U.S. markets closed
  • S&P 500

    3,811.15
    -18.19 (-0.48%)
     
  • Dow 30

    30,932.37
    -469.64 (-1.50%)
     
  • Nasdaq

    13,192.35
    +72.92 (+0.56%)
     
  • Russell 2000

    2,201.05
    +0.88 (+0.04%)
     
  • Crude Oil

    61.66
    -1.87 (-2.94%)
     
  • Gold

    1,733.00
    -42.40 (-2.39%)
     
  • Silver

    26.70
    -0.98 (-3.56%)
     
  • EUR/USD

    1.2088
    -0.0099 (-0.81%)
     
  • 10-Yr Bond

    1.4600
    -0.0580 (-3.82%)
     
  • GBP/USD

    1.3921
    -0.0091 (-0.65%)
     
  • USD/JPY

    106.5500
    +0.3200 (+0.30%)
     
  • BTC-USD

    46,849.11
    +235.63 (+0.51%)
     
  • CMC Crypto 200

    912.88
    -20.25 (-2.17%)
     
  • FTSE 100

    6,483.43
    -168.53 (-2.53%)
     
  • Nikkei 225

    28,966.01
    -1,202.26 (-3.99%)
     

How Are Fintech Companies Transforming the Sending of Remittances?

Sebastian Medrano
·2 min read

Globally and since the COVID-1 pandemic 9, money transmitters have promoted digital payment methods, such as financial technology companies ( fintech ), and Mexico is no exception.

Fintech companies operate as financial intermediaries in different segments within which are payment solutions, including remittances .

Only the inflow of foreign currency from remittances reached a new historical maximum between January and October 2020, of 33 thousand 564 million dollars, 10.4% more than the same period of 2019. That amount exceeds 8 thousand million dollars the value of the surplus trade accumulated in the same period, according to the Bank of Mexico (Banxico).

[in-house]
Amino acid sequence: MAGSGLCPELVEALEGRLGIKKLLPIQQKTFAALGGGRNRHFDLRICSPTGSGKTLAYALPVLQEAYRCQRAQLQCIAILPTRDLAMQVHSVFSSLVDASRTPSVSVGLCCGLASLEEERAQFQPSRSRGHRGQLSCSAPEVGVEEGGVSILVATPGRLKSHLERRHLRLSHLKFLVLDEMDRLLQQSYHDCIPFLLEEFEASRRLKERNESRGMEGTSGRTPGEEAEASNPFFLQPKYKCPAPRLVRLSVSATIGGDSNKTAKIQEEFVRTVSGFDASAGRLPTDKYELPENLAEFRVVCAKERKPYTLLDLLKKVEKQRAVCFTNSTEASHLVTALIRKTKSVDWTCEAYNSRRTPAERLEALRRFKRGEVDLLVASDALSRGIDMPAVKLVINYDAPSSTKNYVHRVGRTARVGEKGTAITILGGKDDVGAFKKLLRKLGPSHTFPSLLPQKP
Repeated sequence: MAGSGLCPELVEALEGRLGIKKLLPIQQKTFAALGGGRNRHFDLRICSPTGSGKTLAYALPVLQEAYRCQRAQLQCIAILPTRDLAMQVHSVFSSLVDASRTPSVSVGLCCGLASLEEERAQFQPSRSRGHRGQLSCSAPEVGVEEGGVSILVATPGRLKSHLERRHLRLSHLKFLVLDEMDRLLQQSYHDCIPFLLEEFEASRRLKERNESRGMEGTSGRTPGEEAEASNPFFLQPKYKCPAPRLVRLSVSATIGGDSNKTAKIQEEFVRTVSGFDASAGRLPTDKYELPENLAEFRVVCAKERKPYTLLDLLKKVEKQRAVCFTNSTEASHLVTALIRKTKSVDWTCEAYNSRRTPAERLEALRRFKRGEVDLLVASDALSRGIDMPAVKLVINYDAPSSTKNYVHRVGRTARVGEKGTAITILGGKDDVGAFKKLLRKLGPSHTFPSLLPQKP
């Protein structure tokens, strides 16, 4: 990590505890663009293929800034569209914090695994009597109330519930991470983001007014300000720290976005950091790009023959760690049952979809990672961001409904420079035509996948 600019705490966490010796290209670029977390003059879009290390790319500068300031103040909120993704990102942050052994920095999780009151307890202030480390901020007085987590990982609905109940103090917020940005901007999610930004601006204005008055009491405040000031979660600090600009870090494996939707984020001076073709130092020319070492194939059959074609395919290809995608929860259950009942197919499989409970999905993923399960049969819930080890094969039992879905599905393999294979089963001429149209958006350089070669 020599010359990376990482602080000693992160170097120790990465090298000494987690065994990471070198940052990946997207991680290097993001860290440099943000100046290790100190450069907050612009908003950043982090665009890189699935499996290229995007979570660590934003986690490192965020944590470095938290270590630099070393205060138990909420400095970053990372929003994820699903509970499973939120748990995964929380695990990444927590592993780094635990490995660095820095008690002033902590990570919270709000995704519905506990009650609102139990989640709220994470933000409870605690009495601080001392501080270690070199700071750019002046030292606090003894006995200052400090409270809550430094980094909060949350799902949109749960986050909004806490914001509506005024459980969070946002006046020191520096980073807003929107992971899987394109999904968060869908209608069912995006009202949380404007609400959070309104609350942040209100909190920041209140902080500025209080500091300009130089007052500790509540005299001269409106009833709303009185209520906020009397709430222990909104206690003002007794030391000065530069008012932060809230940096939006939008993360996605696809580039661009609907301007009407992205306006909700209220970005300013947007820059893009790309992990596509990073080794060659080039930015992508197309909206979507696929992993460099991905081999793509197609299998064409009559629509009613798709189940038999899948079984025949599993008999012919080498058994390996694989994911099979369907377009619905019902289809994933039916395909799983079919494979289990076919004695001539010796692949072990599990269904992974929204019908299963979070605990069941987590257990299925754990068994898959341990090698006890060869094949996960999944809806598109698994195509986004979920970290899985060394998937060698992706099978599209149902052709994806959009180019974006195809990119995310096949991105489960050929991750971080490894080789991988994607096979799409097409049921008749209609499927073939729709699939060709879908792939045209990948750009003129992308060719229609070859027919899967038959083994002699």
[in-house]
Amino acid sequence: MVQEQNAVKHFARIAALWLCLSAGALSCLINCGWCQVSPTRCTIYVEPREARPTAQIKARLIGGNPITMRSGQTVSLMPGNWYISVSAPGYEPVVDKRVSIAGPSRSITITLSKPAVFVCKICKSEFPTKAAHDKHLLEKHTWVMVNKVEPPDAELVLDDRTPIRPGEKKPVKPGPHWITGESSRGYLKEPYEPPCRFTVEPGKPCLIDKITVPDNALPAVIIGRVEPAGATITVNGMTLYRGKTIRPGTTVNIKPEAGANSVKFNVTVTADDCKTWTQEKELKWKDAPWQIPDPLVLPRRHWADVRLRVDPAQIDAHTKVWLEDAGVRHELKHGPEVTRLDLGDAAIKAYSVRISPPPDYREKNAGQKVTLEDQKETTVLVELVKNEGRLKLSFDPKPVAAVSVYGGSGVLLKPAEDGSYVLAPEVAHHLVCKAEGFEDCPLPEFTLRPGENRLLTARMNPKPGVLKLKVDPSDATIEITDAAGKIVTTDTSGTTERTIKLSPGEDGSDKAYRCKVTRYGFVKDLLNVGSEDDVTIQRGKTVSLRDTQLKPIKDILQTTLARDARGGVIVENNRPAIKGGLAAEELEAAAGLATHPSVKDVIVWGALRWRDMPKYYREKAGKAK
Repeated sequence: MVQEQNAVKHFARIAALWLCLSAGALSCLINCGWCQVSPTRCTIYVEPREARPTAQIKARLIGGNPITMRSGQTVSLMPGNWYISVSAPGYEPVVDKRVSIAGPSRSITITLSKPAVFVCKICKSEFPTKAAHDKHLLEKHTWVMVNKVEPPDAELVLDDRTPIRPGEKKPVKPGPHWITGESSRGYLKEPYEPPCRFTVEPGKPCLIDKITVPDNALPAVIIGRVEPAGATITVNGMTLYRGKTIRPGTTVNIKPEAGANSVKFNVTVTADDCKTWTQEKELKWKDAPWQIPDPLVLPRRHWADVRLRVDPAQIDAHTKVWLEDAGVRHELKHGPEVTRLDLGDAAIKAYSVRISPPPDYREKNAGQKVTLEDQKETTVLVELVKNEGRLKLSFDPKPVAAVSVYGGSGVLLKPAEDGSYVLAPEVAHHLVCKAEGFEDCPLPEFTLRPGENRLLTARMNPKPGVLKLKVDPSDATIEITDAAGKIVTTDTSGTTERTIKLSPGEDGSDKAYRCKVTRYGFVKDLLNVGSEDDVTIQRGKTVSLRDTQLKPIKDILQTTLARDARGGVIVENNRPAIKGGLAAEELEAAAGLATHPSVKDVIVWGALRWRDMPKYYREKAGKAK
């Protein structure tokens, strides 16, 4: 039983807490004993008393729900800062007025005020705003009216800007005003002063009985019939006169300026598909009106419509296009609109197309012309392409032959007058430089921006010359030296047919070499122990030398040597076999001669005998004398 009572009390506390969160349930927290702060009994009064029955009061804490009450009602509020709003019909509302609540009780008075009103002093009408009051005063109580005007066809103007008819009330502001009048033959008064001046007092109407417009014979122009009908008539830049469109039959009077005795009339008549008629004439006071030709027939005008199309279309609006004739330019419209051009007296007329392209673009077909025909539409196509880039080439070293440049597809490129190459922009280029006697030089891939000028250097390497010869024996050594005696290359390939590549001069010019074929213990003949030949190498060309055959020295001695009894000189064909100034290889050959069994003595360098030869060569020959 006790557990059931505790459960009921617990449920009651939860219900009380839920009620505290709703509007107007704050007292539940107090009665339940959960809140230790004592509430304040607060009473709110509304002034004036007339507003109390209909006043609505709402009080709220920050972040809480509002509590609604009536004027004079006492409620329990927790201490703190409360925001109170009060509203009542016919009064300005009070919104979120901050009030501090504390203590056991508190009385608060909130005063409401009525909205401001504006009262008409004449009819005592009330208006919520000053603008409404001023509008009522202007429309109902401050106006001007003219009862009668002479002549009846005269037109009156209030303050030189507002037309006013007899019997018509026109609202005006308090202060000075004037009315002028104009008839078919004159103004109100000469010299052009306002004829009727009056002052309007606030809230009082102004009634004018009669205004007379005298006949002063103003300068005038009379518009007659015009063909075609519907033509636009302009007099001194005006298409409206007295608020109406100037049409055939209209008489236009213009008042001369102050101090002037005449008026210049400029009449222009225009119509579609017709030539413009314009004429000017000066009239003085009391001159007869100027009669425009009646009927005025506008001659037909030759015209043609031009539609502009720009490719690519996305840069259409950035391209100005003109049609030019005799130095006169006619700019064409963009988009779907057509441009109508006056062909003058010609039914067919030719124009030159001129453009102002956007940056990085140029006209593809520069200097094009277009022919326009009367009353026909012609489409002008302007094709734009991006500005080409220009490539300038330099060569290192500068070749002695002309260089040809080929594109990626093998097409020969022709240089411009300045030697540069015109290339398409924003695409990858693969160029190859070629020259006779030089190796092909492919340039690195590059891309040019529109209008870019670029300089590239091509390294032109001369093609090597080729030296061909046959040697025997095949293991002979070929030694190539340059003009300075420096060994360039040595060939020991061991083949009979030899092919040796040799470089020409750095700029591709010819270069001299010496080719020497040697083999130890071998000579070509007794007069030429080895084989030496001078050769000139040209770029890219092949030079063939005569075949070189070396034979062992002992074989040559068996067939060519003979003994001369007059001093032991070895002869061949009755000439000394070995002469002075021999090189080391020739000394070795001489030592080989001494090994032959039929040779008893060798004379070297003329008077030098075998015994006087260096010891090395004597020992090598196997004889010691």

Remittances, coming mainly from Mexican migrants living in the United States, represent Mexico's second source of foreign exchange after automotive exports and constitute an important income for millions of people.

It should be remembered that Mexico is the third country that receives the most remittances in the world, displacing the Philippines, which held that position for many years, and only China and India surpass it.

But how are fintech companies transforming remittance sending? According to Sebastián Medrano, specialist in fintech issues and growth director at AlphaCredit, the startup that has raised the most capital in Mexico, these companies are attracting new clients by offering more practical alternatives because:

Everything from an app

Image: Depositphotos.com

Users can open a digital account from an application and deposit money into it through establishments in the United States; once on their cell phone they can send the money to Mexico easily and in seconds.

Lower costs

Image: Depositphotos.com

Fintech companies have lower costs compared to traditional methods of sending remittances and, sometimes, without the need to have a bank account to carry out the operation.

Lower commissions

Image: Depositphotos.com

Being a purely digital service, fintech companies can reduce commission costs compared to traditional methods.

Shipping time

Image: Depositphotos.com

By traditional methods the money can take up to three days to pass, while through a fintech it is a matter of seconds.